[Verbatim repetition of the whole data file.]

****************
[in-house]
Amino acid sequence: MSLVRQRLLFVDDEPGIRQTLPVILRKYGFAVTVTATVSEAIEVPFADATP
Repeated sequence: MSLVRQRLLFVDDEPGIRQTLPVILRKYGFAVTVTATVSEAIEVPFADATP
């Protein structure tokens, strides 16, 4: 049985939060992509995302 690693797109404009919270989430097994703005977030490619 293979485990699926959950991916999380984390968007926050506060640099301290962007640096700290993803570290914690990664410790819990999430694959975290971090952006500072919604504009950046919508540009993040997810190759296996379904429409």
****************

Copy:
[in-house]
Amino acid sequence: MSLVRQRLLFVDDEPGIRQTLPVILRKYGFAVTVTATVSEAIEVPFADATP
Repeated sequence: MSLVRQRLLFVDDEPGIRQTLPVILRKYGFAVTVTATVSEAIEVPFADATP
């Protein structure tokens, strides 16, 4: 049985939060992509995302 690693797109404009919270989430097994703005977030490619 293979485990699926959950991916999380984390968007926050506060640099301290962007640096700290993803570290914690990664410790819990999430694959975290971090952006500072919604504009950046919508540009993040997810190759296996379904429409």